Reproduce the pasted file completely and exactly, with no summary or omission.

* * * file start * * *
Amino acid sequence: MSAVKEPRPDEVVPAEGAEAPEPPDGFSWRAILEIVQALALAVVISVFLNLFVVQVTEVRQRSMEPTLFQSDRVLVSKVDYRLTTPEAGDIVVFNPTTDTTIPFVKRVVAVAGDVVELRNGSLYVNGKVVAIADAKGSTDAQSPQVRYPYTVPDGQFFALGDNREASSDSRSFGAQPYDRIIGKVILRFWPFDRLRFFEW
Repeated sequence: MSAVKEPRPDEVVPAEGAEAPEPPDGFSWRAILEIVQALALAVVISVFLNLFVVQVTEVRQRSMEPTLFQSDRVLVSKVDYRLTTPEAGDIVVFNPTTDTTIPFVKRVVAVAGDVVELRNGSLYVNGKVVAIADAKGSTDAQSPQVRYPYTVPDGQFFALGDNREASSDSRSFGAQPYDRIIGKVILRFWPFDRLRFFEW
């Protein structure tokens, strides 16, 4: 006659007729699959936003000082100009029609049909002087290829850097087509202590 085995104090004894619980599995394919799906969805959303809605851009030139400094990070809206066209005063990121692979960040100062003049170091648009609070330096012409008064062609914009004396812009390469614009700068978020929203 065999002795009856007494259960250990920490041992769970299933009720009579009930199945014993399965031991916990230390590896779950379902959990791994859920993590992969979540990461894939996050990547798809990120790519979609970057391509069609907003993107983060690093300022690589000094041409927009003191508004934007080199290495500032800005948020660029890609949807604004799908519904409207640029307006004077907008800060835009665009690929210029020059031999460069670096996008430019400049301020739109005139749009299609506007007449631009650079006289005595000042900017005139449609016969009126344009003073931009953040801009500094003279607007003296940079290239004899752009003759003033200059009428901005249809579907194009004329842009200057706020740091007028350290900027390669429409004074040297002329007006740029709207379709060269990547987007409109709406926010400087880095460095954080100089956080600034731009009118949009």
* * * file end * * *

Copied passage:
Amino acid sequence: MSAVKEPRPDEVVPAEGAEAPEPPDGFSWRAILEIVQALALAVVISVFLNLFVVQVTEVRQRSMEPTLFQSDRVLVSKVDYRLTTPEAGDIVVFNPTTDTTIPFVKRVVAVAGDVVELRNGSLYVNGKVVAIADAKGSTDAQSPQVRYPYTVPDGQFFALGDNREASSDSRSFGAQPYDRIIGKVILRFWPFDRLRFFEW
Repeated sequence: MSAVKEPRPDEVVPAEGAEAPEPPDGFSWRAILEIVQALALAVVISVFLNLFVVQVTEVRQRSMEPTLFQSDRVLVSKVDYRLTTPEAGDIVVFNPTTDTTIPFVKRVVAVAGDVVELRNGSLYVNGKVVAIADAKGSTDAQSPQVRYPYTVPDGQFFALGDNREASSDSRSFGAQPYDRIIGKVILRFWPFDRLRFFEW
């Protein structure tokens, strides 16, 4: 006659007729699959936003000082100009029609049909002087290829850097087509202590 085995104090004894619980599995394919799906969805959303809605851009030139400094990070809206066209005063990121692979960040100062003049170091648009609070330096012409008064062609914009004396812009390469614009700068978020929203 065999002795009856007494259960250990920490041992769970299933009720009579009930199945014993399965031991916990230390590896779950379902959990791994859920993590992969979540990461894939996050990547798809990120790519979609970057391509069609907003993107983060690093300022690589000094041409927009003191508004934007080199290495500032800005948020660029890609949807604004799908519904409207640029307006004077907008800060835009665009690929210029020059031999460069670096996008430019400049301020739109005139749009299609506007007449631009650079006289005595000042900017005139449609016969009126344009003073931009953040801009500094003279607007003296940079290239004899752009003759003033200059009428901005249809579907194009004329842009200057706020740091007028350290900027390669429409004074040297002329007006740029709207379709060269990547987007409109709406926010400087880095460095954080100089956080600034731009009118949009």